The House voted 220-204, mostly along party lines, to nationally legalize marijuana and ax the criminal penalties for distribution and possession of the drug.

“For far too long, we have treated marijuana as a criminal justice problem instead of as a matter of personal choice and public health,” said Rep. Jerry Nadler (D-New York), the chief sponsor of the bill.

“If states are the laboratories of democracy, it is long past time for the federal government to recognize that legalization has been a resounding success and the conflict with federal law has become untenable,” Nadler added.

Eighteen states have already voted to legalize marijuana. The bill would allow the Veterans’ Administration to prescribe medical marijuana to help with post-traumatic stress disorder and chronic pain from injuries. It would also stop federal agencies from denying security clearances for federal workers to use cannabis.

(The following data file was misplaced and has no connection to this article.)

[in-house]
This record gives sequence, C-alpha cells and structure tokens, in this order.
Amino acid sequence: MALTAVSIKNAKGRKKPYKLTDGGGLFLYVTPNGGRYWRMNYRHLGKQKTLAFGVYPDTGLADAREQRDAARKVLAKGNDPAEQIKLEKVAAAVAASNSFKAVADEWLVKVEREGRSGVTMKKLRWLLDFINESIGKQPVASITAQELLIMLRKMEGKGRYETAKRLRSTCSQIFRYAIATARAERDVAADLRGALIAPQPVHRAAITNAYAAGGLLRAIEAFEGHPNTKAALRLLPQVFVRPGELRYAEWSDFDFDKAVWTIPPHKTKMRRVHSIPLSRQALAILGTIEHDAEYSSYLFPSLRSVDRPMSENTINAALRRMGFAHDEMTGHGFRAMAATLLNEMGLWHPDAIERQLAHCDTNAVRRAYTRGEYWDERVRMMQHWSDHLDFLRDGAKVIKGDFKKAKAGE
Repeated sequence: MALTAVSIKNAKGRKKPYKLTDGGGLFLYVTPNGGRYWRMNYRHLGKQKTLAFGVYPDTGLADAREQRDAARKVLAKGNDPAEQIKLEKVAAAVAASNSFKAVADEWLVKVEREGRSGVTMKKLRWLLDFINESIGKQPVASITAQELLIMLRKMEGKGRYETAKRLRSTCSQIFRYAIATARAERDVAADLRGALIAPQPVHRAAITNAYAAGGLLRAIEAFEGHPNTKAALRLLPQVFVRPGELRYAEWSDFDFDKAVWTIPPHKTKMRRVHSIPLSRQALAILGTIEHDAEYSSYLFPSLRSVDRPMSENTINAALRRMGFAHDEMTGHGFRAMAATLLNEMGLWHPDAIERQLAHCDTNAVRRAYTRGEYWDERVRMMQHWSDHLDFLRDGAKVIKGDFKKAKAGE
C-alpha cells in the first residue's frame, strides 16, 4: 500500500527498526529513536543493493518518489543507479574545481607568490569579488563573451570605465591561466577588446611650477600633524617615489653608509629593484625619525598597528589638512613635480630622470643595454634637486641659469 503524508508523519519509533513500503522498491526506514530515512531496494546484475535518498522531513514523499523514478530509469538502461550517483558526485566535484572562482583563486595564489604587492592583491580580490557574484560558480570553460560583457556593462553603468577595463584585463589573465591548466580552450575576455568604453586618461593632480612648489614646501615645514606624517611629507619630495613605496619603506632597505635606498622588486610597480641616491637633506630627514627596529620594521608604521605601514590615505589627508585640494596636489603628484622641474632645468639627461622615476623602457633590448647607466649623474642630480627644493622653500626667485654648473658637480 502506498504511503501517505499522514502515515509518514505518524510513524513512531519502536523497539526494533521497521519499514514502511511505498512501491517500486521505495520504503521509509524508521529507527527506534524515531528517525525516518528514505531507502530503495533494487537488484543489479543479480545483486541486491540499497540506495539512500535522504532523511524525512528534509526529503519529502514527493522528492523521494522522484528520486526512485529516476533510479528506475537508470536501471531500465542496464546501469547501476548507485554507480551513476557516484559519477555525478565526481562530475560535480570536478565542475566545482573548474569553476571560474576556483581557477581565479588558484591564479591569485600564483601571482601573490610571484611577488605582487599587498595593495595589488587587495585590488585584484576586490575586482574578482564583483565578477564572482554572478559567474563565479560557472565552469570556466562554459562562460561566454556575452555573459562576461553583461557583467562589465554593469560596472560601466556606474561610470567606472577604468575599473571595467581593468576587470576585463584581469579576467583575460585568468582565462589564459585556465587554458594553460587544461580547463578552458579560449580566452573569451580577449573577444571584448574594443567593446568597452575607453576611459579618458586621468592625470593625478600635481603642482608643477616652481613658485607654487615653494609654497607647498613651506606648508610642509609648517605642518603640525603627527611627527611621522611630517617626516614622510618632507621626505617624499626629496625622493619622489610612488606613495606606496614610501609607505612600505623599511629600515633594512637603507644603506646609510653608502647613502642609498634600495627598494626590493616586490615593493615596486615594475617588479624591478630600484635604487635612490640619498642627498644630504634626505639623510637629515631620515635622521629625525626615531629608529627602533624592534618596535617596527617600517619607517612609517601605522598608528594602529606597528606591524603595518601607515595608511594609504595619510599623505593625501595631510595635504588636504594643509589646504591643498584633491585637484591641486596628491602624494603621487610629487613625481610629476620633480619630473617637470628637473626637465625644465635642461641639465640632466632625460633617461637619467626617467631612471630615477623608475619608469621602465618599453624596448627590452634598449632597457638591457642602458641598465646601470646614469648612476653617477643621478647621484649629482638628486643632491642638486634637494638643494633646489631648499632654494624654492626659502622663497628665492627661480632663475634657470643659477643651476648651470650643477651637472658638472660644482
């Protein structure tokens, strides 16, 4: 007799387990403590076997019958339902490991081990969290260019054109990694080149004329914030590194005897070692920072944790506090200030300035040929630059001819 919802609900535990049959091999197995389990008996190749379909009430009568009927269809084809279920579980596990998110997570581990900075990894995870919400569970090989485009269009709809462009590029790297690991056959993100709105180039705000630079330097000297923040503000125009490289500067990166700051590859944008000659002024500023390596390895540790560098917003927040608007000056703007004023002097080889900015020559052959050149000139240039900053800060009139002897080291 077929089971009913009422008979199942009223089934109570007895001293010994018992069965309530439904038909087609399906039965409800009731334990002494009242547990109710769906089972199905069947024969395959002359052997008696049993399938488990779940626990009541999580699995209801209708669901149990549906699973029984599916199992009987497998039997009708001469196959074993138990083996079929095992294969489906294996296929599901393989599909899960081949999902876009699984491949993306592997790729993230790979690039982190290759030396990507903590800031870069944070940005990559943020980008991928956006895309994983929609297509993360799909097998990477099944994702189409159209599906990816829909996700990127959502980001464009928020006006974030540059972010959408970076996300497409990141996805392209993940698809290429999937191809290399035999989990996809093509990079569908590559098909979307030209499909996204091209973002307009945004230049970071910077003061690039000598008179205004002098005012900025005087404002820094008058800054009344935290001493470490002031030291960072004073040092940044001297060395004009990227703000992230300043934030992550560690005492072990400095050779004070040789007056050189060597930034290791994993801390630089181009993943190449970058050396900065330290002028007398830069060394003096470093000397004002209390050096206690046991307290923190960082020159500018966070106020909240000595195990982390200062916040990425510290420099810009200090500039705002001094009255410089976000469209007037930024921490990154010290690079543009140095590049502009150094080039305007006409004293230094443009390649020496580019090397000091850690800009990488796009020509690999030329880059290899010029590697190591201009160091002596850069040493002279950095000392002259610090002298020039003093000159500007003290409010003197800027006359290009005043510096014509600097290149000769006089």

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The bill has no certain future in the evenly split Senate, and especially with Democratic Sens. Joe Manchin (West Virginia) and Jeanne Shaheen (New Hampshire) hesitant to support the bill, it is unlikely to garner enough votes to meet the 60-vote threshold. When a similar bill legalizing marijuana was passed by the House in 2020, it was rejected by the then GOP-controlled Senate.

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